What did our ancestors use before wheat was ubiquitous?

Not dead yet!

Well-Known Member
In my Gluten Free travels I'm finding some fascinating things. Like, Northern India and Ireland have the highest rates of Celiac. Finally on one run of GF cooking shows on youtube, I stumbled on an Indian man making Uttapam. And bingo! The missing link!

I'm getting ahead of myself. I was looking for a link because I suspected that in the past you didn't always have wheat, and even the Bible mentions bread made with several kinds of seeds, pulse and grains (including but not exclusively wheat). Also, I can't tolerate very much xanthan gum. Not in the amounts used in many GF packaged foods. And my first experiments in making things without it aren't total flops, but they're not stellar. So there had to be something else. People didn't just say, "Oh well, no bread until we get pure wheat flour."

So here is the bible quote: http://biblehub.com/ezekiel/4-9.htm

Technically spelt and wheat are duplication, so they explain down lower that it could also mean fitches, but that's controversial. Fitches are cumin and a type of wild fennel Nigella sativa which were used to flavor bread.

Interestingly, India also uses cumin to flavor flatbreads. And many of the recipes that survive to this day are very much on the pattern we see in the Bible. (Just a disclaimer, this isn't about religion, it's about historical uses of foods.) So I had this insight when I looked up Uttapam, what if the missing element is carefully milled lentils? I happen to be a lentil fanatic anyway, and will eat them despite any gut reactions (which I know how to minimize).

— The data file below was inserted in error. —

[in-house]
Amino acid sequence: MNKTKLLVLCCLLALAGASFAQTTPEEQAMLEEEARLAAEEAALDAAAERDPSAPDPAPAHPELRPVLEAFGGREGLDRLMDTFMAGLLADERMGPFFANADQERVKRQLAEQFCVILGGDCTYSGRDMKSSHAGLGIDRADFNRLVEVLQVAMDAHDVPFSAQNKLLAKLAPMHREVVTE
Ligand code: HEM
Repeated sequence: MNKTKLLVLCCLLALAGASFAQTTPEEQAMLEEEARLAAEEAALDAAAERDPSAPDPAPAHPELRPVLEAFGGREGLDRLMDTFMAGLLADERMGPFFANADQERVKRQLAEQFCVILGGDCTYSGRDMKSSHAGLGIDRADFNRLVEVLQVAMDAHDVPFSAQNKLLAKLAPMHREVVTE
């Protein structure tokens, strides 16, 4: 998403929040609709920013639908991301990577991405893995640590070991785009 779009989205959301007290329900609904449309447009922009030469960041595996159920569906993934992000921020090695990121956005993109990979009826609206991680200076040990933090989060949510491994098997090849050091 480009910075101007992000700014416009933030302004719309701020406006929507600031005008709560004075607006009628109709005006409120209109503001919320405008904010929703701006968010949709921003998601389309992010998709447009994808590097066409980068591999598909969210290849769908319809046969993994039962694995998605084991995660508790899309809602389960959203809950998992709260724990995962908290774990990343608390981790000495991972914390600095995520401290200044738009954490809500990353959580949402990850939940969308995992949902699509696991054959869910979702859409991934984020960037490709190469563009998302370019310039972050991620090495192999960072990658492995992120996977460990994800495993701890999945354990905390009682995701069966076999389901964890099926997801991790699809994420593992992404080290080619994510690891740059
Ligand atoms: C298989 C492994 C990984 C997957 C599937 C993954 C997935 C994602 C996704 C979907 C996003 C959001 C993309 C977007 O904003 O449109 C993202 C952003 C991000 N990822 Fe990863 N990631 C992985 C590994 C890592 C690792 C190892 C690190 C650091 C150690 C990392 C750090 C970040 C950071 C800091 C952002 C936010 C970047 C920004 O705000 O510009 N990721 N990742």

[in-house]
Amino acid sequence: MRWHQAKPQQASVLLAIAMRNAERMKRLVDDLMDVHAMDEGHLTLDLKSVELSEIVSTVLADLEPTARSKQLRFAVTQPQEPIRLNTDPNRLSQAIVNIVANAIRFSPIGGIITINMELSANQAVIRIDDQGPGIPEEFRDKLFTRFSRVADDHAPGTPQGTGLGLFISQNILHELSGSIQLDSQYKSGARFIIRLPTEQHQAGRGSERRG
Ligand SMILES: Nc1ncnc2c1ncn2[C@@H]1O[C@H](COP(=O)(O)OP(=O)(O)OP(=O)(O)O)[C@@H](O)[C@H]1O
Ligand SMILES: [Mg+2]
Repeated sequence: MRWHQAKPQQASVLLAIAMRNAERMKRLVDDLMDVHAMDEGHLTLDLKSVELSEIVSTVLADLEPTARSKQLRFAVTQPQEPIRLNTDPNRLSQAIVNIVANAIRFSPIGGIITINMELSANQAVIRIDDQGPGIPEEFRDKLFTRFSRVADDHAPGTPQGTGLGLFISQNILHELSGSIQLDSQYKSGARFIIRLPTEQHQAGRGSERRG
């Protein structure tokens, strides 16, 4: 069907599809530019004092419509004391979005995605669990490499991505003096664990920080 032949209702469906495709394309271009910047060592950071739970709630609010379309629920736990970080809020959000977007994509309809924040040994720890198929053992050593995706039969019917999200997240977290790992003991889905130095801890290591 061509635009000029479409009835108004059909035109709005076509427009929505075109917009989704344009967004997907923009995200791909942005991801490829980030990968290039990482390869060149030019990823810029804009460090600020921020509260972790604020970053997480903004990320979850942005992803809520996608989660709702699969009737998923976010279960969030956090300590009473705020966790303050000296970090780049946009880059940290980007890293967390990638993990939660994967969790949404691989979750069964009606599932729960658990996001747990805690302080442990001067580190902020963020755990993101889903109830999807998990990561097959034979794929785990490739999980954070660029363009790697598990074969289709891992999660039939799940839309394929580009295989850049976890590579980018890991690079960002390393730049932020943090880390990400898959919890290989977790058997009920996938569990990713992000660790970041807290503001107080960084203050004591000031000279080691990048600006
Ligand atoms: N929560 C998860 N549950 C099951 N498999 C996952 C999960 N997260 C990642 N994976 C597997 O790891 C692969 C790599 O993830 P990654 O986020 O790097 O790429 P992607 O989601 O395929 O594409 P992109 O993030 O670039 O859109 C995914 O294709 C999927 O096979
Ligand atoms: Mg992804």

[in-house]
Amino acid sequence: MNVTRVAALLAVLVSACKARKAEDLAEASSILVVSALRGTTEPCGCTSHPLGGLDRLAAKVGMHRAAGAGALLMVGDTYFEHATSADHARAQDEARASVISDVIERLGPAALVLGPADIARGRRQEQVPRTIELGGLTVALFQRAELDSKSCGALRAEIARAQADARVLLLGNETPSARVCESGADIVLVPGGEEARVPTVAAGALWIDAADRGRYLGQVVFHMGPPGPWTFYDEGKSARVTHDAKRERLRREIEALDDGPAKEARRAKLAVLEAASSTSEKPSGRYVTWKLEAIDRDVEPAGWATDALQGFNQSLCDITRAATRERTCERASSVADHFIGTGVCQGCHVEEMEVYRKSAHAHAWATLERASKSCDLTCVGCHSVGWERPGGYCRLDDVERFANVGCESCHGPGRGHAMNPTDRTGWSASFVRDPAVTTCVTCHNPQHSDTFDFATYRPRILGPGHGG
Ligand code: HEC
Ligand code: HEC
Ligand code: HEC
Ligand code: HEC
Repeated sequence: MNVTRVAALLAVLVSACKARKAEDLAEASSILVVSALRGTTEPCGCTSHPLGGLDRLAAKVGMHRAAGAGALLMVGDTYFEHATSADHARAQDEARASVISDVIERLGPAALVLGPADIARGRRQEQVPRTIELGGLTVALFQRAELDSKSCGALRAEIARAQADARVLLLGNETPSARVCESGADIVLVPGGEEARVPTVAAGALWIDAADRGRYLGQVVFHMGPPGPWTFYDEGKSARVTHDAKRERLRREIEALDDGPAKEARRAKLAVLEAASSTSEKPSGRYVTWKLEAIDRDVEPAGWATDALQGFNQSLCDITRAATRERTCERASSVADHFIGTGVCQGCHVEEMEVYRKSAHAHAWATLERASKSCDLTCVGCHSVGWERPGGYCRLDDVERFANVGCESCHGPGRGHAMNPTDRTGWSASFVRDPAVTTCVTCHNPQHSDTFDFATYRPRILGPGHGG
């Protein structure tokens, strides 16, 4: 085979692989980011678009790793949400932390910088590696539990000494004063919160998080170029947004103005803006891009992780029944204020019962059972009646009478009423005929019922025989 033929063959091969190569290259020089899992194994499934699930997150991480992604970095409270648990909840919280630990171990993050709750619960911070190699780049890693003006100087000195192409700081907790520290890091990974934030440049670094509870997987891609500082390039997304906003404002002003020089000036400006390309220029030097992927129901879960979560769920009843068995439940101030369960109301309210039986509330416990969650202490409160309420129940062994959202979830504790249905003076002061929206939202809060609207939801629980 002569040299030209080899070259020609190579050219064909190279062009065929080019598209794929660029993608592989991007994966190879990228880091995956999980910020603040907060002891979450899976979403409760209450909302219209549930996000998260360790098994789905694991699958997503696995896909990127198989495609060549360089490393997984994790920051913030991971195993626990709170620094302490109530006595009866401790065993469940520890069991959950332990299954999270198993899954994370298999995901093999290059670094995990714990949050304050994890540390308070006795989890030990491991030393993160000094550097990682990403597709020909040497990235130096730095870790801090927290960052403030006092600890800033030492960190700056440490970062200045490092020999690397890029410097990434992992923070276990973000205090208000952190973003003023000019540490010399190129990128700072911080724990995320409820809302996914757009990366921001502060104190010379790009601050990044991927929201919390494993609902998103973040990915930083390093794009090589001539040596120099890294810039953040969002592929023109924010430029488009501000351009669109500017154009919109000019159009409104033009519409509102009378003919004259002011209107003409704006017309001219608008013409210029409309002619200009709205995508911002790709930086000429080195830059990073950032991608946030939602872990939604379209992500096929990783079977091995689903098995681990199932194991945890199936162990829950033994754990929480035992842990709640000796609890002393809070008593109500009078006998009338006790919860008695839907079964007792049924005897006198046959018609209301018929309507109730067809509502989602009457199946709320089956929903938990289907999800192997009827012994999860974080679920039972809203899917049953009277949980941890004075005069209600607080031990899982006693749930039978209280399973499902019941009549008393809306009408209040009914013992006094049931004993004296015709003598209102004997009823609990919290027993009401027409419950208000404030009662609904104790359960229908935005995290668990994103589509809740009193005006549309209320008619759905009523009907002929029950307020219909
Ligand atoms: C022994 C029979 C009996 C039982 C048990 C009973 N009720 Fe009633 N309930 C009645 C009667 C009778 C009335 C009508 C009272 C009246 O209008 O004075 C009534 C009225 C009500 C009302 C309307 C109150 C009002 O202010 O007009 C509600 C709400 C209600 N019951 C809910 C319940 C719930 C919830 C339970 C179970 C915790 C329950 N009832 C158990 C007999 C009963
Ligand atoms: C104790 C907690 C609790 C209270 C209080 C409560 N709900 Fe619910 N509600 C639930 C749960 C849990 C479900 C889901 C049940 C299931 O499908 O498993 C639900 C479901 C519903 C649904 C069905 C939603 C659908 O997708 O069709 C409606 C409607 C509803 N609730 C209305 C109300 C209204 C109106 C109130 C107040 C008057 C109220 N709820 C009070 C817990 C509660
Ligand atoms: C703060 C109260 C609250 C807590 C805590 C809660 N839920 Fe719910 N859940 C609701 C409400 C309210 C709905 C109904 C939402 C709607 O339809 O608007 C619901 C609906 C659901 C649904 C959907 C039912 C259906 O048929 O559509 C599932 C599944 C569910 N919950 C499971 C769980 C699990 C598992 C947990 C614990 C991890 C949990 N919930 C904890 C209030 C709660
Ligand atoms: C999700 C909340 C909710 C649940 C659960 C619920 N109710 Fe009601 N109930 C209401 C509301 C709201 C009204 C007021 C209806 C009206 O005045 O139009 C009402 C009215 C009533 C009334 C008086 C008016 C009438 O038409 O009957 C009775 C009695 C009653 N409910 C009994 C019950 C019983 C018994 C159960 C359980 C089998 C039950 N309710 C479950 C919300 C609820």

It does seem to be the mystery ingredient in rough comfort food flatbreads of India. However the word "dal" refers to either one of several pulses, or to a pulse that has been stripped of its hull. In either case, the purpose is to make it easy enough for water to penetrate so that you only have to do a bit of grinding at home to turn it into dough, or thick stew.

I've had the same thought over Thanksgiving.... gee, I have this wonderful mashed potato here... how about if I add some rice flour and see if it turns into a dough? That does work, but it's probably because of the milk as much as anything. Casein is sticky and ropey, so any ornery bread product gets a dose of milk or milk powder. I've gotten that far. :)

And that's not all! I'm looking at idli and thinking... hmm, what is mochi again, I forget? I look up mochi (a Japanese smooth rice cake that today is more like a sweet treat) and another puzzle piece fits into place. Mochi is made with glutinous rice (gluten free, glutinous means "sticky" in this case). There are few recipes for making it at home because the rice must be steamed and then mashed until it forms a dough, which takes a long time. There are quick mochi recipes that use glutinous rice flour. Here's one:


Tonight, a recipe of dosa/idli/uttapam is nestled in my oven so it can rise overnight. The differences seem to be how you cook it and when you cook it. The batter is a rice, lentil, and spices mix. I cheated with a tiny dash of yeast, full disclosure.

So here are some links in case you're interested in tasty Indian flatbreads. Just google anything with an odd name. And remember, you can substitute one dal for another, except for urad dal, which forms a mucilaginous mass. There are some ways to get around that too... like flax powder forms a gel, but if you buy only one, buy urad dal - or Moong dal (mung beans without the green outer shell). Pay attention to when they use cooked flour and water and when they use cold water, or hot water. Youtube often has videos of these things too, and they really help.